It may not be exaggerating to regard intellectual property law as experiencing an upsurge in popularity, as law students seem to have growing interests in the field 1. It is not suggested that intellectual property is a new area of law. In the United Kingdom, legislation could be found as early as in the 17th century 2 while case law started evolving nearly 100 years later 3. Among the intellectual property rights, copyright has a longer history than others, such as patent, industrial design, trade marks, etc. The impetus for a greater awareness of copyright would be the of Donaldson v Beckett 4, in which the House of Lords authoritatively declared that copyright was a privilege or a right granted by the state subject to a time limit. Although the United Kingdom passed the world’s first legislation on copyright 5, does it necessarily mean that this country has the most contemporary and comprehensive solutions to regulate the ever-changing information society? The fast-growing internet world poses a major threat to the modern society, not in the sense of mere access to information, but illegally infringing copyrighted works. The English law in this aspect seems to be insufficient to deal with such frequent copyright infringement. Meanwhile, a few issues need to be discussed before the law could develop any further. Firstly, the question as to whose rights have to be protected. Secondly, which group of people would be culpable. Thirdly, the usefulness of crimialising infringing behaviour. Fourthly, the enforceability of legal sanctions. Fifthly, how the law could be modified in order to tackle the problem.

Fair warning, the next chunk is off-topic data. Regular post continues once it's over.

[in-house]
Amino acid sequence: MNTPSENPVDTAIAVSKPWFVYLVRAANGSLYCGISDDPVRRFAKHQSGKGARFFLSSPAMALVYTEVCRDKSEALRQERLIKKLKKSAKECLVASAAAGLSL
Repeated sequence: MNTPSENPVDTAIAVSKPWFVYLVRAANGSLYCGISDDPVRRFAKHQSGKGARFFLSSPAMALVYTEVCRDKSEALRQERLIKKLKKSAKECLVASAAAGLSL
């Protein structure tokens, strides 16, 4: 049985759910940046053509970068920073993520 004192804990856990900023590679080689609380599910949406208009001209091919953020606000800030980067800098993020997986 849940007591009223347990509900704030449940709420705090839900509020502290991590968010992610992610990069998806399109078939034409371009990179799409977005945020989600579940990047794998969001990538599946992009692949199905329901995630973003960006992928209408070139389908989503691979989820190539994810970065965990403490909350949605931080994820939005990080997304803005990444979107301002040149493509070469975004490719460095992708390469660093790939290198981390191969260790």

File-sharing on the internet
Since the mid-twentieth century, entertainment industry has been showing a steady growth. Improvement of technology provides numerous methods to the production of music, films, television programmes, etc. People could enjoy them from different media, ranging from radio, to cinema, to phonographic record and then television. But the industry started to suffer from the problem of piracy two decades ago. The cost of making pirated copies of compact disc (CD) kept going downwards and thus became a very profitable business, especially in developing regions like China and Southeast Asian countries. The situation was worsened when internet was well-developed and infiltrated into every household in the 1990s, since then internet users were able to download everything available on the World Wide Web. Speedy connection plus wider bandwidth in the late 1990s mean the users can access to information which they want anytime at anywhere. It also signified that users could exchange their information, including music and movies, in a quicker and more convenient way. In the new millennium we could see further changes in the technological world following the emergence of online music sharing. An even powerful tool has come into existence which facilitates the transmission of even larger sized computer files, for instance, videos and films.